Why Good Companies Don't Fire Bad Agencies (and Won't Hire Good Ones)

A constant song in PR is the idea of loyalty and faith. That a client is 'loyal' to an agency. And sometimes they are. Sometimes change is hard and scary. Losing an account is ...

A constant song in PR is the idea of loyalty and faith. That a client is 'loyal' to an agency.

And sometimes they are. Sometimes change is hard and scary. Losing an account is bad, never a learning experience, always the work of some dastardly other-agency, working voodoo on the client's head until they leave you and give their money to someone else. I have heard a lot of stories about bad agencies keeping getting money for no reason other than the fact that they're embedded like a tick. I'm biased because I'm a consultant and thus make my money doing what they do, but whatever this is my blog I can write what I want.

So, why don't companies move onto someone better, even when the results suck? Here's why:

1) Loyalty. They truly value the people they're working with and they want to keep working with them. Sometimes times are tough with the media. Sometimes things change with the news and it's hard to get a solid hook going, and that happens, and you keep paying because that person might just be having an off month. Note, though, that if you ever justify them by saying "oh they're really nice guys," well you've made your first mistake in business. When, it's off-months, going into the 3 or 4 month or 6 month or 1 year stretches of shit-all, you should be spending your money elsewhere.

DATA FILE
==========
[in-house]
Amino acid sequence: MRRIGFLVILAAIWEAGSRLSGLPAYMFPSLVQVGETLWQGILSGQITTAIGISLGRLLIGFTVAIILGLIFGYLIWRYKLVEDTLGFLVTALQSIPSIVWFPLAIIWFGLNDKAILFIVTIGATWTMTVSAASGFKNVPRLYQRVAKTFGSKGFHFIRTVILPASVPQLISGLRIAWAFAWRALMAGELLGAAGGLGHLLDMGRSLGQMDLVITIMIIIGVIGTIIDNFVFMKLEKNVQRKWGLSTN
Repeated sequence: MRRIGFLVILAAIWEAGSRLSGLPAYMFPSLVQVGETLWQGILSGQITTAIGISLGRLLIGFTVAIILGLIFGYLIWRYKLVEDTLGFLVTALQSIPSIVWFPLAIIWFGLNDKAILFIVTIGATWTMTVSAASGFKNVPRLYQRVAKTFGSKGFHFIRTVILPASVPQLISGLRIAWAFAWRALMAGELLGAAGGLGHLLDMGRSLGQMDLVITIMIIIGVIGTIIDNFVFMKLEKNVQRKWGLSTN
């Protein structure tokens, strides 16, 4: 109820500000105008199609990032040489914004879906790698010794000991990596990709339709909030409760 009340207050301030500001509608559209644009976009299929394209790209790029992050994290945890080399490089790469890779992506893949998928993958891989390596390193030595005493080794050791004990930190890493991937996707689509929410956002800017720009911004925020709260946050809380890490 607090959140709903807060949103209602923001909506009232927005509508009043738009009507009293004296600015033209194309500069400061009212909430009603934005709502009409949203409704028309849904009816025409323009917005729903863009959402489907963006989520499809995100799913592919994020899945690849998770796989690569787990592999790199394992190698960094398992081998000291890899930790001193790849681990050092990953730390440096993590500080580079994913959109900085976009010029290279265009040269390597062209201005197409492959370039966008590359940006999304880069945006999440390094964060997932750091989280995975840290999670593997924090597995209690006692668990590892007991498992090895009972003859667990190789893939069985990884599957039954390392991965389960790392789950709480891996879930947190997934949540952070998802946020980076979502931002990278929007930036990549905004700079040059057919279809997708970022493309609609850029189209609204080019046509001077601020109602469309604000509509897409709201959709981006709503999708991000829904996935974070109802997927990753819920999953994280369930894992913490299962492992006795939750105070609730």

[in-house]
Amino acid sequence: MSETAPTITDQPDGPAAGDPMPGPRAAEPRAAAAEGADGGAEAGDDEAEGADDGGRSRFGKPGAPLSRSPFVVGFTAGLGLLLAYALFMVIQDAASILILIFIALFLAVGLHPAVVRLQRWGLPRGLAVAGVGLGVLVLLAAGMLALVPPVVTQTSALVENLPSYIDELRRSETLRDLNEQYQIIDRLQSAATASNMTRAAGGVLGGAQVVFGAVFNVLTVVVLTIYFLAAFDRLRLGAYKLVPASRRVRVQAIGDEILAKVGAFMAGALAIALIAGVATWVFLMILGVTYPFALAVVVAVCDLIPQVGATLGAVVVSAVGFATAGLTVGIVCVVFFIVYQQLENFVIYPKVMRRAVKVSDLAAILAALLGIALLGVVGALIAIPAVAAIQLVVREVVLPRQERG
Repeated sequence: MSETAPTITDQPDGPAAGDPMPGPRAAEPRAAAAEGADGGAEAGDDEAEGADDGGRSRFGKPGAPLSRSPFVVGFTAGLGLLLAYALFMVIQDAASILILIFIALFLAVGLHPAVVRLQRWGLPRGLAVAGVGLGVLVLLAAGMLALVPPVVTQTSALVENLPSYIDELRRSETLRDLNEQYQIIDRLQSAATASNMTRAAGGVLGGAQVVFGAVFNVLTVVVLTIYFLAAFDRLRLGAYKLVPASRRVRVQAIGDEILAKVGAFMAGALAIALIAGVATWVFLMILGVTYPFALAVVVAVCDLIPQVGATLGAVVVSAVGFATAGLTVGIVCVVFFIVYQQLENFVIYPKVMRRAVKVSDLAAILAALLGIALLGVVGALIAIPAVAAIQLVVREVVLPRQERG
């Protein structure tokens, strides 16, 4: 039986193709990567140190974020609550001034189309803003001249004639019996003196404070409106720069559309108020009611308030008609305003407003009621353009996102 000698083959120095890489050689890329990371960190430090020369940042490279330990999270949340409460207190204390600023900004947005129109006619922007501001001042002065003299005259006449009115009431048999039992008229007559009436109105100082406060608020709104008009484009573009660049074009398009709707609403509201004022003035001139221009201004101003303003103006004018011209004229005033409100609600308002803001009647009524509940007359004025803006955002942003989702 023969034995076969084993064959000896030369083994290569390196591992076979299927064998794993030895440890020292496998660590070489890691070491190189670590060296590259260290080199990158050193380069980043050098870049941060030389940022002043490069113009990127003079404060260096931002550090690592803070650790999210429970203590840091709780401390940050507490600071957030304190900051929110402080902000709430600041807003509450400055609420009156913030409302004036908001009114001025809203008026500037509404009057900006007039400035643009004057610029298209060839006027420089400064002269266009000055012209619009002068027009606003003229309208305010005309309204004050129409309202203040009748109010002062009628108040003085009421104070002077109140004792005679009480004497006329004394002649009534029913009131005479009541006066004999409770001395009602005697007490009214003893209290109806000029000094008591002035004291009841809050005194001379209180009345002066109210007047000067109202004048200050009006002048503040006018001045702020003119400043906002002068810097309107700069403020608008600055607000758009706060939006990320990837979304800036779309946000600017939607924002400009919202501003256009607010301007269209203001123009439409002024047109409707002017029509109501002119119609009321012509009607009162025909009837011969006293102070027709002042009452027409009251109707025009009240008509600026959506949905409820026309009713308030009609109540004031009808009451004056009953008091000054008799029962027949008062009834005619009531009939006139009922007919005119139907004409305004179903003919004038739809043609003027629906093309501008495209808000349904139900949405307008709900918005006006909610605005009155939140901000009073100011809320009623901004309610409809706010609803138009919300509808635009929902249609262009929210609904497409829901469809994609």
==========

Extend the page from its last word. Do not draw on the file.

What should I do? Take a real hard look at what you're working with. If indeed they're doing a good job, just having a lax few weeks or whatever, keep 'em. If you're looking at them and just say "wow, they're such nice guys, they are so nice, so nice indeed," get them out of your face.

2) Fear of 'Moving Away' or not having an agency. Much like a horrible breakup, there's this thought that not having an agency is somehow a callous thing. If you don't have one, oh no, you have nobody representing you with the press! The company will die! What will happen to your precious relationships?

If you go without an agency for more than a year, you'll still be fine. Sure your press might slow down, or not happen at all depending on who you are, but this is infinitely better than paying a team of 3 people $15,000 to give you really, really nicely-formatted reports.

What should I do? Evaluate what you literally got in the last 3 months. That's the maximum length of a tolerable drought in PR - if you have had less than three pieces of B+ or better coverage in the last 3 months, fire them. Then go without an agency for a month. Do no outgoing press. See what happens, then go from there.

3) Fear of change. Changing agency is apparently scary. It means that you have to start again with someone else, set up everything again, evaluate people and hope that you spend your money right. It's really scary, and also really annoying.